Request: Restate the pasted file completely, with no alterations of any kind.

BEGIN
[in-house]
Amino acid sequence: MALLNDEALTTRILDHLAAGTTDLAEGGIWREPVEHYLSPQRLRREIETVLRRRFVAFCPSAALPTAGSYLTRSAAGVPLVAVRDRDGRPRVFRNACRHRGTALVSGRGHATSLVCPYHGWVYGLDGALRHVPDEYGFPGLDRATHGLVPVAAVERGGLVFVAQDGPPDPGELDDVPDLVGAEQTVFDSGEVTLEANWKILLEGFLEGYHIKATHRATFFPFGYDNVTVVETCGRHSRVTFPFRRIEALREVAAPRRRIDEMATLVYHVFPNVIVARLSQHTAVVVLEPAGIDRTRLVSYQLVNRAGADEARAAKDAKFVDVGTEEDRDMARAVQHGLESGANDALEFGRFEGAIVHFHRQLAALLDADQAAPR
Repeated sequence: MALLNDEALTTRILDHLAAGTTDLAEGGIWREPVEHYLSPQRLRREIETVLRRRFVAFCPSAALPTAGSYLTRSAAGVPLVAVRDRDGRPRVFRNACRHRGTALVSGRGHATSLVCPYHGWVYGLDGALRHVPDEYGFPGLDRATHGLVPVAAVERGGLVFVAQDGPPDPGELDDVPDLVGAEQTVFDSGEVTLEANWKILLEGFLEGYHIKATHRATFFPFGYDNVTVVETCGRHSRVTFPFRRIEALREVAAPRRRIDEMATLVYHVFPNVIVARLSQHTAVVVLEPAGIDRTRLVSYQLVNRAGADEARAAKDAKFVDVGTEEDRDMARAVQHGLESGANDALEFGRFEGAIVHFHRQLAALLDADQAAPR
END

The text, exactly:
[in-house]
Amino acid sequence: MALLNDEALTTRILDHLAAGTTDLAEGGIWREPVEHYLSPQRLRREIETVLRRRFVAFCPSAALPTAGSYLTRSAAGVPLVAVRDRDGRPRVFRNACRHRGTALVSGRGHATSLVCPYHGWVYGLDGALRHVPDEYGFPGLDRATHGLVPVAAVERGGLVFVAQDGPPDPGELDDVPDLVGAEQTVFDSGEVTLEANWKILLEGFLEGYHIKATHRATFFPFGYDNVTVVETCGRHSRVTFPFRRIEALREVAAPRRRIDEMATLVYHVFPNVIVARLSQHTAVVVLEPAGIDRTRLVSYQLVNRAGADEARAAKDAKFVDVGTEEDRDMARAVQHGLESGANDALEFGRFEGAIVHFHRQLAALLDADQAAPR
Repeated sequence: MALLNDEALTTRILDHLAAGTTDLAEGGIWREPVEHYLSPQRLRREIETVLRRRFVAFCPSAALPTAGSYLTRSAAGVPLVAVRDRDGRPRVFRNACRHRGTALVSGRGHATSLVCPYHGWVYGLDGALRHVPDEYGFPGLDRATHGLVPVAAVERGGLVFVAQDGPPDPGELDDVPDLVGAEQTVFDSGEVTLEANWKILLEGFLEGYHIKATHRATFFPFGYDNVTVVETCGRHSRVTFPFRRIEALREVAAPRRRIDEMATLVYHVFPNVIVARLSQHTAVVVLEPAGIDRTRLVSYQLVNRAGADEARAAKDAKFVDVGTEEDRDMARAVQHGLESGANDALEFGRFEGAIVHFHRQLAALLDADQAAPR